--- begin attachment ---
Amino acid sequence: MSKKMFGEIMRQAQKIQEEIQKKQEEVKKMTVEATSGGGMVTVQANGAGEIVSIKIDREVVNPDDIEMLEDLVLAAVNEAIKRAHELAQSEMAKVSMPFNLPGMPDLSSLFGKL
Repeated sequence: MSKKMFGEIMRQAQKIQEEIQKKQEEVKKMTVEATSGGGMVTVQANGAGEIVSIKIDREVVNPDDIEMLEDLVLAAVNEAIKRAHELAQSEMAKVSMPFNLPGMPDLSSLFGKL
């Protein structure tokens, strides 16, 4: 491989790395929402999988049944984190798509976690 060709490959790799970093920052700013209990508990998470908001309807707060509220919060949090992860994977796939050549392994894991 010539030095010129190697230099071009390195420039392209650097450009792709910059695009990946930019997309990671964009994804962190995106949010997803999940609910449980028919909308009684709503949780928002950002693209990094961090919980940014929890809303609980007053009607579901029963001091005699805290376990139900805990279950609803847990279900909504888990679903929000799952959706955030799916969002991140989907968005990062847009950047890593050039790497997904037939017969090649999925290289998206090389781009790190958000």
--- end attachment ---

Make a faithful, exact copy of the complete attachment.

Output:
Amino acid sequence: MSKKMFGEIMRQAQKIQEEIQKKQEEVKKMTVEATSGGGMVTVQANGAGEIVSIKIDREVVNPDDIEMLEDLVLAAVNEAIKRAHELAQSEMAKVSMPFNLPGMPDLSSLFGKL
Repeated sequence: MSKKMFGEIMRQAQKIQEEIQKKQEEVKKMTVEATSGGGMVTVQANGAGEIVSIKIDREVVNPDDIEMLEDLVLAAVNEAIKRAHELAQSEMAKVSMPFNLPGMPDLSSLFGKL
């Protein structure tokens, strides 16, 4: 491989790395929402999988049944984190798509976690 060709490959790799970093920052700013209990508990998470908001309807707060509220919060949090992860994977796939050549392994894991 010539030095010129190697230099071009390195420039392209650097450009792709910059695009990946930019997309990671964009994804962190995106949010997803999940609910449980028919909308009684709503949780928002950002693209990094961090919980940014929890809303609980007053009607579901029963001091005699805290376990139900805990279950609803847990279900909504888990679903929000799952959706955030799916969002991140989907968005990062847009950047890593050039790497997904037939017969090649999925290289998206090389781009790190958000």